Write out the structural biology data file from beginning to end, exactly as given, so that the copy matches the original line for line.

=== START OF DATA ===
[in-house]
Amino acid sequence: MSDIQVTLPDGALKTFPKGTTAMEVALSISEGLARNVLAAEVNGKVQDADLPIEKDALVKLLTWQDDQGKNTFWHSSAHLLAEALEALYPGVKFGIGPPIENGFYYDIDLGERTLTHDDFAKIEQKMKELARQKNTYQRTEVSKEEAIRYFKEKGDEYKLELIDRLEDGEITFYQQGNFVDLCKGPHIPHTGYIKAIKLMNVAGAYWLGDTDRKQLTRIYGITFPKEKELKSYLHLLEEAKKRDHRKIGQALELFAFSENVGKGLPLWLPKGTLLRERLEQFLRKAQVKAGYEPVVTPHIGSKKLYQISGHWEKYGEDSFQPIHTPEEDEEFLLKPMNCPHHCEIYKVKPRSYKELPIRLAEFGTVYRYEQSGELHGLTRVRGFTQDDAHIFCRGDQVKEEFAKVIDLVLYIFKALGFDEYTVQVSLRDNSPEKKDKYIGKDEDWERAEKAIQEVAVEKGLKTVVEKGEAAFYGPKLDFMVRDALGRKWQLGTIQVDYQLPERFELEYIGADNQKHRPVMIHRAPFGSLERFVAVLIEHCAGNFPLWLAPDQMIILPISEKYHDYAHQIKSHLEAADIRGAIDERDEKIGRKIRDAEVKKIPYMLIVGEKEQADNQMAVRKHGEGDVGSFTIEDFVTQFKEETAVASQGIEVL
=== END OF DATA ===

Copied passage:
[in-house]
Amino acid sequence: MSDIQVTLPDGALKTFPKGTTAMEVALSISEGLARNVLAAEVNGKVQDADLPIEKDALVKLLTWQDDQGKNTFWHSSAHLLAEALEALYPGVKFGIGPPIENGFYYDIDLGERTLTHDDFAKIEQKMKELARQKNTYQRTEVSKEEAIRYFKEKGDEYKLELIDRLEDGEITFYQQGNFVDLCKGPHIPHTGYIKAIKLMNVAGAYWLGDTDRKQLTRIYGITFPKEKELKSYLHLLEEAKKRDHRKIGQALELFAFSENVGKGLPLWLPKGTLLRERLEQFLRKAQVKAGYEPVVTPHIGSKKLYQISGHWEKYGEDSFQPIHTPEEDEEFLLKPMNCPHHCEIYKVKPRSYKELPIRLAEFGTVYRYEQSGELHGLTRVRGFTQDDAHIFCRGDQVKEEFAKVIDLVLYIFKALGFDEYTVQVSLRDNSPEKKDKYIGKDEDWERAEKAIQEVAVEKGLKTVVEKGEAAFYGPKLDFMVRDALGRKWQLGTIQVDYQLPERFELEYIGADNQKHRPVMIHRAPFGSLERFVAVLIEHCAGNFPLWLAPDQMIILPISEKYHDYAHQIKSHLEAADIRGAIDERDEKIGRKIRDAEVKKIPYMLIVGEKEQADNQMAVRKHGEGDVGSFTIEDFVTQFKEETAVASQGIEVL